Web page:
Climate Change

27 Jun 2022

How Rock Dust Could Aid Net-Zero Efforts

27 Jun 2022  by   
The Paris Climate Agreement 2015 is a legally binding international treaty, signed by 196 parties to limit global warming below 2 oC, preferably 1.5 oC pre-industrial levels. Net-zero means cutting greenhouse gas emissions to as close to zero as possible, with any remaining re-absorbed by the atmosphere, oceans and forests. The Paris Climate Agreement calls for a 45 percent reduction in emissions by 2030, and net-zero by 2050. Transitioning to a net-zero economy is the greatest challenge the world has ever faced. Spreading rock dust on farmland could be one solution.

Image Credit: Israfoto/

Carbon Net-Zero Status

Current national plans not only fall short of achieving net-zero, but they are also on course to increase global emissions by 14 percent by 2030. Emergency action is needed.

The Intergovernmental Panel on Climate Change (IPCC) states emissions must peak within the next three years to avoid exceeding the 1.5 oC threshold.

A new IPCC report Mitigation of Climate Change has made it clear that despite pledges, not enough is being done, with only 18 countries managing to sustain emissions reductions since at least 2005.

However, the report indicates many countries have improved energy efficiency, reduced deforestation, and accelerated technological development, which has either reduced or removed emissions in some countries.

A major stumbling block is that since 2018, financial flows have focused heavily on mitigation, and are uneven. Financial flows from public and private sources from developed to developing countries for climate initiatives have slowed. They are below the collective goal of providing USD 100 billion per year, agreed upon under the Climate Agreement.

Rock Dust as an Urgent Mitigation Strategy

Researchers at the University of Sheffield, UK, have studied a technique for enhanced rock weathering to absorb huge quantities of carbon dioxide from the atmosphere, potentially between 6 and 30 million tons of CO2 per year. It has the potential of producing a fast and short-term transitional solution. The researcher’s study has been published in the Nature journal.

The process concerns an advancement of enhanced rock weathering (ERW), whereby rocks are ground up to increase their surface area.

Rocks absorb CO2 over time through natural processes, but by increasing their surface area, this natural process is speeded up.

Drawbacks and Benefits of using Rock Dust

One drawback is the availability of rocks that can be grounded up. Countries would also need to commit a certain amount of energy required for the grinding process.

However, the rock dust provides extra nutrients to the crops it is sprinkled on, effectively acting as a fertilizer. Therefore, it has the potential to increase yields and improve agricultural management.

Rock dust offers a faster solution than planting trees. However, it is more expensive, estimated between $80 to $180 per ton of CO2 removed.

However, this is still half the cost of direct air capture (DAC) machines.

Initial research suggested rock dust could remove between 0.5 and 2 gigatons of CO2 every year. Burning fossil fuels produces around 35 gigatons of CO2 every year, which is the combined equivalent of aviation and shipping emissions.

Advancement of Rock Dust Research

Researchers re-visited rock weathering research to further identify how this technology could help the UK achieve its net-zero targets. They factored in basalt mining statistics and computer models that look at how soil chemistry is affected by rock particle erosion rates and weathering over time.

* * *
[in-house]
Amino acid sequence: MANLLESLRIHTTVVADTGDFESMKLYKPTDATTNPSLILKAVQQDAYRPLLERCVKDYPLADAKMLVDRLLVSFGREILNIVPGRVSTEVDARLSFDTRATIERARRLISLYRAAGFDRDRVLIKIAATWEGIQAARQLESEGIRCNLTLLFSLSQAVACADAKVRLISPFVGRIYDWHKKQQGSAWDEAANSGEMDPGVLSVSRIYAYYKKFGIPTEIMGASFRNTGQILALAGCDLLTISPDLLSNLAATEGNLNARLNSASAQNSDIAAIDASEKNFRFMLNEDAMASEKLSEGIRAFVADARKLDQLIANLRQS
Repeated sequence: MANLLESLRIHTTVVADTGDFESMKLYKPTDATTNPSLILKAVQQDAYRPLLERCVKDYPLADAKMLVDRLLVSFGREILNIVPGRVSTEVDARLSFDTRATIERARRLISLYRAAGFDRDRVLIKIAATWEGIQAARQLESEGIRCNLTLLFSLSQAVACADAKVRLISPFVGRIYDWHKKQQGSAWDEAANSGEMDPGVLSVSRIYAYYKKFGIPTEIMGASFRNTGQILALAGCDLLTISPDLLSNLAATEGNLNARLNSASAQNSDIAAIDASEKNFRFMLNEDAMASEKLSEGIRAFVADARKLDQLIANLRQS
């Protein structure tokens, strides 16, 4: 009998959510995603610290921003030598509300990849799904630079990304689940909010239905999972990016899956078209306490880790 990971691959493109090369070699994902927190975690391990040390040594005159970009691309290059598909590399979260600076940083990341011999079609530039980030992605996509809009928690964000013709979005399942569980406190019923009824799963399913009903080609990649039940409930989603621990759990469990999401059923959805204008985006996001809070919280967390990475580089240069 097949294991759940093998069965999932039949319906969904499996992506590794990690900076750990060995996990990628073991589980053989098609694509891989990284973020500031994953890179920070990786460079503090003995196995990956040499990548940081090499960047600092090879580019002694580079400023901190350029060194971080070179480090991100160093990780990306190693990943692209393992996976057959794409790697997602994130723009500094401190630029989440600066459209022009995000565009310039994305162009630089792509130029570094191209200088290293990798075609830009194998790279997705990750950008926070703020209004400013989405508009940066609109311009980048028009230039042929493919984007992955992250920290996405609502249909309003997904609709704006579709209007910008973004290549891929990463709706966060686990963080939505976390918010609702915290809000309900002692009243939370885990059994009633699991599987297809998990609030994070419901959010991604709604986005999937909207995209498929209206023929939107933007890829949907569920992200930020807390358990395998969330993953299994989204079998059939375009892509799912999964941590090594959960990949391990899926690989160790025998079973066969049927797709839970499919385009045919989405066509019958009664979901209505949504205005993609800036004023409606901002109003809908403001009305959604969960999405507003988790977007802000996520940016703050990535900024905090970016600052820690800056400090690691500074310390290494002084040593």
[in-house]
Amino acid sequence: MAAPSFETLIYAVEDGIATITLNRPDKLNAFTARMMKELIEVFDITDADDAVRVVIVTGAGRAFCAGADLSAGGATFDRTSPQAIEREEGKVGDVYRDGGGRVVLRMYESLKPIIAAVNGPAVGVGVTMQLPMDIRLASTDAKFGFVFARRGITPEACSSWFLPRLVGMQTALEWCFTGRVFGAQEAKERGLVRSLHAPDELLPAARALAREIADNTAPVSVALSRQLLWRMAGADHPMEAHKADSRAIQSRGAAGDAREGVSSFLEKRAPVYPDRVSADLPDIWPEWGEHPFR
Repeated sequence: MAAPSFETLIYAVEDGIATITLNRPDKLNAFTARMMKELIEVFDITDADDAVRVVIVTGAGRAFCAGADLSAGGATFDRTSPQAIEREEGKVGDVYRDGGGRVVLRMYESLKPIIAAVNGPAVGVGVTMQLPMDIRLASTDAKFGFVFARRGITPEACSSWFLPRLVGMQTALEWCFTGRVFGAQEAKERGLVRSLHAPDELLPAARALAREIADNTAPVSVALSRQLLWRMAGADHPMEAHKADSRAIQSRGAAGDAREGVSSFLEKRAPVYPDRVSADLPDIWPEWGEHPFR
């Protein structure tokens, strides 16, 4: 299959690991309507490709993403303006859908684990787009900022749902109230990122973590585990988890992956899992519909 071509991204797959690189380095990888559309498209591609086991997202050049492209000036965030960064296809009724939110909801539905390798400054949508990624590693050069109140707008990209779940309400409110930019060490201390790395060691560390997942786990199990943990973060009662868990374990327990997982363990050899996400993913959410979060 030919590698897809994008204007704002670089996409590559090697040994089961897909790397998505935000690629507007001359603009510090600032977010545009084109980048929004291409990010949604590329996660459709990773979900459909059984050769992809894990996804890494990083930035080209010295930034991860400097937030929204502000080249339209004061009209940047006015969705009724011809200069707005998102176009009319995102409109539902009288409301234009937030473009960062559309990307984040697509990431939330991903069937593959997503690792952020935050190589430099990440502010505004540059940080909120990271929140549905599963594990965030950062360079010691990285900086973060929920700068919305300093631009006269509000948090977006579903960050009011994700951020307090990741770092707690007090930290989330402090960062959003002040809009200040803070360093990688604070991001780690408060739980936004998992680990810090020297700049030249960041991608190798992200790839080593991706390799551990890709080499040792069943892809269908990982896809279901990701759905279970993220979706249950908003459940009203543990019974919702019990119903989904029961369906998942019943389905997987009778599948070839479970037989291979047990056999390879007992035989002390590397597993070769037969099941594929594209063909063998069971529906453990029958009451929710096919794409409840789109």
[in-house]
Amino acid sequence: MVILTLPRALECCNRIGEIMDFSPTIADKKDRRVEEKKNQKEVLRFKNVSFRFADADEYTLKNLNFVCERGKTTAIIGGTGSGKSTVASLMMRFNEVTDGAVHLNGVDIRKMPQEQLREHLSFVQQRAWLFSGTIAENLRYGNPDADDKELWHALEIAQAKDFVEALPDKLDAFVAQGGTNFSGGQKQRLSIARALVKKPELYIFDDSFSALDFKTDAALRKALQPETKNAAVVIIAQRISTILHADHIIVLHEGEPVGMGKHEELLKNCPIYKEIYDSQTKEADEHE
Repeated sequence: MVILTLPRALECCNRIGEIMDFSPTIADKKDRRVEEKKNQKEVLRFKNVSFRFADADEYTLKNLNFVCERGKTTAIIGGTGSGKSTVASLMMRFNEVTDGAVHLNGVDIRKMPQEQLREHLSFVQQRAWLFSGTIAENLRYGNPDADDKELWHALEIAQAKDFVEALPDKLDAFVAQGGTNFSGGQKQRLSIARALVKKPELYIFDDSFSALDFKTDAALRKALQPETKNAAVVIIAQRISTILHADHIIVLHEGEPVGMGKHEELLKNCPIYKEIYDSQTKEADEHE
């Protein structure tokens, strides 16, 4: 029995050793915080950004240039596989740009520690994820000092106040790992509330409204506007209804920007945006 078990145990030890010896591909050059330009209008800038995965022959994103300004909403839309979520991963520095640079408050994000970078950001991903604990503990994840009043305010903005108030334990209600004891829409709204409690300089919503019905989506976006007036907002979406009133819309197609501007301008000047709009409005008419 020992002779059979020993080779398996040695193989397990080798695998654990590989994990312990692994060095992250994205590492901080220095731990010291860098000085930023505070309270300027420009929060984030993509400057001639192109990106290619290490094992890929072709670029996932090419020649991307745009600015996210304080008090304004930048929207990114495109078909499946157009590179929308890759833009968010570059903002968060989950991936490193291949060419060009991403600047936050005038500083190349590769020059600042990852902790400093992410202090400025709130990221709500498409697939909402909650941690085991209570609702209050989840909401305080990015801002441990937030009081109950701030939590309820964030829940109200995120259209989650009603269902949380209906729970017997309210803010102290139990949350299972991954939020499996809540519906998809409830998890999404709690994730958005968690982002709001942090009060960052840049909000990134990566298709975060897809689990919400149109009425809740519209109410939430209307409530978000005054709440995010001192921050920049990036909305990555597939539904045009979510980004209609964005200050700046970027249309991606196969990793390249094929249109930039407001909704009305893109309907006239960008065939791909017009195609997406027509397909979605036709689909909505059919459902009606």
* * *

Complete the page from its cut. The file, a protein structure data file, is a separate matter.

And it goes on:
The results revealed that scattering rock dust on UK agriculture fields could potentially absorb between 6 and 30 million tons of CO2 per year.

This equates to 45 percent of the UK’s target for achieving carbon net-zero.

The enhanced research also showed only 0.2 percent of the UK’s electricity generation would be needed to begin with. The size of rock dust particles was also found to make very little difference in their ability to absorb CO2.

The researchers claim that more research is needed to change attitudes and receive policymakers’ attention, explaining that rock dust research is being overshadowed by different methods of CO2 removal.

Alternative Methods of CO2 removal

UK-based Drax is planning to retrofit one of its biomass plants by 2027, so it can be used for bioenergy with carbon capture and storage (BECCS). The plan is to grow trees and then burn them for fuel in its converted plants.

However, plans were scaled back in 2021 due to the energy crisis increasing in Europe. Drax announced the conversion to biomass would be delayed in favor of keeping its coal-fired power stations in operation for longer.

Biomass is controversial because it often uses biofuels that are grown on deforested land, or where land is used for food production, adversely affecting indigenous populations, wildlife, and damaging biodiversity. Therefore, a big problem with biomass is that land is still needed to grow biofuels, even if that means planting trees somewhere to cut down again later.

One big advantage of using rock dust over carbon capture and storage is that because existing agricultural land is used, it requires no change of land use and therefore no significant disruption to the ecology or detrimental effect on soil and wildlife that may have colonized newly planted trees. All that is required is a plentiful supply of rocks, not biofuels.

The research data highlights that the top four countries with the highest potential for using rock dust to help achieve their carbon net-zero targets are China, India, US, and Brazil.

More research on rock dust is required to further improve the University of Sheffield’s findings, and perhaps how it could be enhanced or adapted to meet the net-zero demands of different countries worldwide.


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